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25 plus times to the islands in a Dusky 203 with a single 175 Evinrude. More times than I remember in a 25 pursuit with a single 225 Evinrude. Bunches more in other less than 30' single engine powered boats. Almost all of them cc's. Almost never with a buddy boat. It's 52 miles from the mouth of Boynton Inlet to the entrance to the channel at West End. That means if I'm 26 miles out, I'm as close to the Bahamas as I am home. If someone told you they were fishing 26 miles out, would you tell them they're under 30' boat was too small. There are thousands of small boats that cross safely to the Bahamas everyday. Literally hundreds on any summer weekend day with decent weather in South/Southeast Florida. Watch the weather, maintain your boat, file a float plan, and have the necessary safety gear on board. Then go and have a good time. By the way, when I started crossing, there was no such thing as GPS, or Loran C. We did know how to navigate with a compass and a watch, though. Most of the folks running around in 30' plus boats now probably can't.
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Old 02-09-2018, 01:04 PM
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Quote:
Originally Posted by WayneB View Post
I made the crossing in a boat about that size, never again. Young, Dumb and.. invincible. (yeah go with that!)
35ft or larger, or a motor sailer and I would not hesitate.
The gulfstream can be fickle and go from near calm to 40ft seas almost instantly. We used to fish the Bahamas every other weekend when I was a kid, in a 43 foot inboard twin. This was with dead reckoning and a sextant along with 1950's and 60's era charts..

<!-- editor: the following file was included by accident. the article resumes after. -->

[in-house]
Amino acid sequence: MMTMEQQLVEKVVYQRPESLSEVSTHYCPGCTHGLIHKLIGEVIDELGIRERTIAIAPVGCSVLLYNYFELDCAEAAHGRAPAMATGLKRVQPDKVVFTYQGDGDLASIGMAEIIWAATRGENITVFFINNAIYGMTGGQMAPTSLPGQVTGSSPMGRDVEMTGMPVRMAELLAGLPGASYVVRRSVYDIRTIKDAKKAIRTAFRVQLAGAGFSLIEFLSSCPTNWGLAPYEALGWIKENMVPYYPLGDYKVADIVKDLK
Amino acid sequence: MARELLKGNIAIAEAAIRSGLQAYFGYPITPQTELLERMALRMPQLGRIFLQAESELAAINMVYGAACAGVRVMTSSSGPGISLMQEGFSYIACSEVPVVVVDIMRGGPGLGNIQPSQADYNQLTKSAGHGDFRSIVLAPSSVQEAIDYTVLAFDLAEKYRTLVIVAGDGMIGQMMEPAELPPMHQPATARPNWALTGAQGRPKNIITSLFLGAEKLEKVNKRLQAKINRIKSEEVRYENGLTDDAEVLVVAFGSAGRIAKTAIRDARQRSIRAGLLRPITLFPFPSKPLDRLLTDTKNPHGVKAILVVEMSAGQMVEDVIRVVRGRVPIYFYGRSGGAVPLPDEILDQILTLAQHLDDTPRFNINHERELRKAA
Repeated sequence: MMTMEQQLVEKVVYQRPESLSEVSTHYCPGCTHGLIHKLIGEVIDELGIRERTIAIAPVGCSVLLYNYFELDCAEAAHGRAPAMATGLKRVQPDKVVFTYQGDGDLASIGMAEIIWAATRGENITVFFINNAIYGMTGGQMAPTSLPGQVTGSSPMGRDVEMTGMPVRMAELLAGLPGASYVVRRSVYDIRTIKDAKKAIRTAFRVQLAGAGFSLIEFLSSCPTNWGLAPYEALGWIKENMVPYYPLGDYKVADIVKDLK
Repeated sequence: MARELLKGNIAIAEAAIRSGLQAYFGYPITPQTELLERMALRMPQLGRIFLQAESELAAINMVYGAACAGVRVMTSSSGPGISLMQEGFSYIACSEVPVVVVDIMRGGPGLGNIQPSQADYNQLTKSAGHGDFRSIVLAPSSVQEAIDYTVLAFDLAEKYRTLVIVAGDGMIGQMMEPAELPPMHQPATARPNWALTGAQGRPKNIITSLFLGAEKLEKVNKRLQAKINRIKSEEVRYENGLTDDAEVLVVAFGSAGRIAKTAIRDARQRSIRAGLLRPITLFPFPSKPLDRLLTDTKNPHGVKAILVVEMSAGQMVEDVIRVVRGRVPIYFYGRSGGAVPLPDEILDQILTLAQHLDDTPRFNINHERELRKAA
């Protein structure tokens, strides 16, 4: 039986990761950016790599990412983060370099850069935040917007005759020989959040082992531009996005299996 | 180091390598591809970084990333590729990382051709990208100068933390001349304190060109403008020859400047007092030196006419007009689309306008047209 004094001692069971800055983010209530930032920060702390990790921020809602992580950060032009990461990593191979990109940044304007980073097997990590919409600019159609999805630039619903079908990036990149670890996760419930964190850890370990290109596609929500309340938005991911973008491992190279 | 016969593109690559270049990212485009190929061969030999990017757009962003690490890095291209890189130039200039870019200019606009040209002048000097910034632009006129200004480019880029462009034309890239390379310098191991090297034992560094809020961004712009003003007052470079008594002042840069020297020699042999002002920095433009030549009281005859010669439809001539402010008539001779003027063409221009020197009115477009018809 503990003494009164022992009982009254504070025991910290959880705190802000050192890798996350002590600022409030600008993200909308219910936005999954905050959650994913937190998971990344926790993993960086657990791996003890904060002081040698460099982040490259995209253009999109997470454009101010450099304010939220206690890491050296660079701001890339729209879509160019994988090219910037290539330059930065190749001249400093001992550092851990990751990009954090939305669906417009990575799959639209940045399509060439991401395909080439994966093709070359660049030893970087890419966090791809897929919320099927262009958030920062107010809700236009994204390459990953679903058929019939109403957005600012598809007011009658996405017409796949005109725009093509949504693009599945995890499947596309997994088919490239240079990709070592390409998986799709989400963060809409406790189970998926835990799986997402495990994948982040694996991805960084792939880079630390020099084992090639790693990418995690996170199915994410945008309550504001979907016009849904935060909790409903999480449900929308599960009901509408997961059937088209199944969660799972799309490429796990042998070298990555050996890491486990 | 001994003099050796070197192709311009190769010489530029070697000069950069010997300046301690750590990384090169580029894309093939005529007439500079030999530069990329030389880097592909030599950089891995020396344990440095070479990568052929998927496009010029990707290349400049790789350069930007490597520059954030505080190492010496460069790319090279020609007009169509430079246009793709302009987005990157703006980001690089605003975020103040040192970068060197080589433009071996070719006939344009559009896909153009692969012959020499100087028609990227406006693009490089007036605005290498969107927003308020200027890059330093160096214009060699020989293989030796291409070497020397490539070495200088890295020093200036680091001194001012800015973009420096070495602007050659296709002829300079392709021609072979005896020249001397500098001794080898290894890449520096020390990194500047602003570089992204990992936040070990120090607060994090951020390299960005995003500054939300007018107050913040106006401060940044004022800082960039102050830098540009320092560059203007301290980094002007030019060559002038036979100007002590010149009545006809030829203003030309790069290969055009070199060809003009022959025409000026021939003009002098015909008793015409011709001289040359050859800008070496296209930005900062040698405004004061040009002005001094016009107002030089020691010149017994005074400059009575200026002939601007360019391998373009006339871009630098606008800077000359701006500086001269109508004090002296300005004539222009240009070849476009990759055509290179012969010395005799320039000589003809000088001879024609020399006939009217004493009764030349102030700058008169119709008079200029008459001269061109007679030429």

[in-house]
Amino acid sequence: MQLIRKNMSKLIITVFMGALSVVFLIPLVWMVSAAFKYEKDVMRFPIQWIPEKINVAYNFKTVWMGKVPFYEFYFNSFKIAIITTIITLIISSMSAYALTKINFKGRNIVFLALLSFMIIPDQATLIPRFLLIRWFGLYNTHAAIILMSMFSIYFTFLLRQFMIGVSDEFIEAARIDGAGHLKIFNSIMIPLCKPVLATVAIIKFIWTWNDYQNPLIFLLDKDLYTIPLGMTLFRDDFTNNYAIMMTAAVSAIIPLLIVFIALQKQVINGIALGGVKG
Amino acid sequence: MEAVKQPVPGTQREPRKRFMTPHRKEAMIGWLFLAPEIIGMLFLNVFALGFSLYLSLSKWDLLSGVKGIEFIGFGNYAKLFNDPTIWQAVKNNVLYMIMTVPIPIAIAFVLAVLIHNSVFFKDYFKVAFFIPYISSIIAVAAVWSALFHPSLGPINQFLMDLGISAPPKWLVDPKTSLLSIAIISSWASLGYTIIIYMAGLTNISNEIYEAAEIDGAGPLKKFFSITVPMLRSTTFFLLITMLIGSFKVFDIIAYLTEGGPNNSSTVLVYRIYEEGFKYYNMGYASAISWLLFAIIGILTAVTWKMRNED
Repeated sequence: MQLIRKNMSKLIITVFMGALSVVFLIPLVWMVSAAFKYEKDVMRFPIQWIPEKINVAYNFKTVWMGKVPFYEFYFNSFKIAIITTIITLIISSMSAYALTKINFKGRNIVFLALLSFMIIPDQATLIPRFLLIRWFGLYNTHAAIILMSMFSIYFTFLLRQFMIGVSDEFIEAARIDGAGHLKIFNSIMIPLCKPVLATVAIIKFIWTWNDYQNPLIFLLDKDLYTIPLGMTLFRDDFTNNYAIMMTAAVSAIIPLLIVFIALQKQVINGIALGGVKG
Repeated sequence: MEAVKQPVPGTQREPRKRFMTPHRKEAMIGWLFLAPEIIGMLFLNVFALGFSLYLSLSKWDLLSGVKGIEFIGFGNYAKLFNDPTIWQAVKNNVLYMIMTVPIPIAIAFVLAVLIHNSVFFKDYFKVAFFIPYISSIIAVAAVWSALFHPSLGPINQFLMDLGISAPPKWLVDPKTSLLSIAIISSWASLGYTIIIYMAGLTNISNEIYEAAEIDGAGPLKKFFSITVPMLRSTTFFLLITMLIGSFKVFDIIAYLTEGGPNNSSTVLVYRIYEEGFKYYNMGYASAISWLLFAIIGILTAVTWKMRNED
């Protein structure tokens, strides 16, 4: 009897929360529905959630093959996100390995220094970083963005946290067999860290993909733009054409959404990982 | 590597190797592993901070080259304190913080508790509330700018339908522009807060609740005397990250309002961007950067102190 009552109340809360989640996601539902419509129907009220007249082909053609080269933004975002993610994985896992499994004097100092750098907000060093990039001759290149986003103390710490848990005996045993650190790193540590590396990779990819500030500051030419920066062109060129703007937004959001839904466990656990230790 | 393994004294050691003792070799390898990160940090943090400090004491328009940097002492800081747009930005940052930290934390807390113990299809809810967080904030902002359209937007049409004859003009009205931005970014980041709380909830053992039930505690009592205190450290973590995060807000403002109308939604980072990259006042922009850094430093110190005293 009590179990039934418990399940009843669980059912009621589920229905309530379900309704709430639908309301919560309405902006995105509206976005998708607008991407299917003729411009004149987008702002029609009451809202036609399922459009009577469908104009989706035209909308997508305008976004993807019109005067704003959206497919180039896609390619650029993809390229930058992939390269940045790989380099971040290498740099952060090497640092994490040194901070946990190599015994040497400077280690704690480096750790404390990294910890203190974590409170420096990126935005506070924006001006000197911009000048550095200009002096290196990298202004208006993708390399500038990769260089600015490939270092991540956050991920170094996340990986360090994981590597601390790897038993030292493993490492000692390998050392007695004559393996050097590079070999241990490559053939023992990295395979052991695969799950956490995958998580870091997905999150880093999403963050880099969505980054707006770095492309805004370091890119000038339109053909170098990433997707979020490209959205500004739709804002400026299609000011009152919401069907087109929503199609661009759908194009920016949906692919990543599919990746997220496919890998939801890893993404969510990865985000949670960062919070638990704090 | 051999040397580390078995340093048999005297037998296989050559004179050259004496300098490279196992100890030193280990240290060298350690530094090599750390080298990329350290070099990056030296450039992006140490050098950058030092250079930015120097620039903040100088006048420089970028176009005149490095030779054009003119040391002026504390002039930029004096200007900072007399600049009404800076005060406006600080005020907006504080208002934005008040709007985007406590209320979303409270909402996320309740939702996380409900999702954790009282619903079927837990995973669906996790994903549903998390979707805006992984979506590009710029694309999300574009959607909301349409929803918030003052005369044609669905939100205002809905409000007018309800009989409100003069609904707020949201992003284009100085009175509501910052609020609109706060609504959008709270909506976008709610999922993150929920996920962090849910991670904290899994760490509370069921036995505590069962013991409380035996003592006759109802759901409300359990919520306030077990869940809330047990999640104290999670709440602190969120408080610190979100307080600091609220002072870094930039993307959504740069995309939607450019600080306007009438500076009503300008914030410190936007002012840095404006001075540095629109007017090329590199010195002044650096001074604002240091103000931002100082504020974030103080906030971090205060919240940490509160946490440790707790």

We've towed back many who thought it would be a good idea to go out in anything under 28ft and got swamped.
Calm to 40' almost instantly? You're a funny guy, Wayne. I'm thinking you probably have never used a sextant either. No real reason to, when navigating to and from the Bahamas. A compass, yeah. A chart and a protractor? yup, if you don't already know the course. As in been there before. A sextant? Oooooookkkkkkkk.

Another little tidbit: Today's small outboard powered boats are way more reliable than a 50's or 60's twin inboard was. And a dang site faster. It took me about 1 1/2 hours from dock to dock in my last offshore boat to cross in decent weather. My buddies boat takes an hour, maybe a hair less. The amount of small boats that cross everyday, with any kind of issue being almost unheard of, gives lie to your post.

Last edited by pottydoc; 02-11-2018 at 09:11 PM.
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Old 02-12-2018, 09:40 AM
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Thanks for all of the information and good points. I had been thinking about the distance many people go for the swordfishing and deep dropping in small to mid size boats. I guess it all comes down to common sense and good judgement on finding a decent window to make the run.
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Old 02-12-2018, 10:34 AM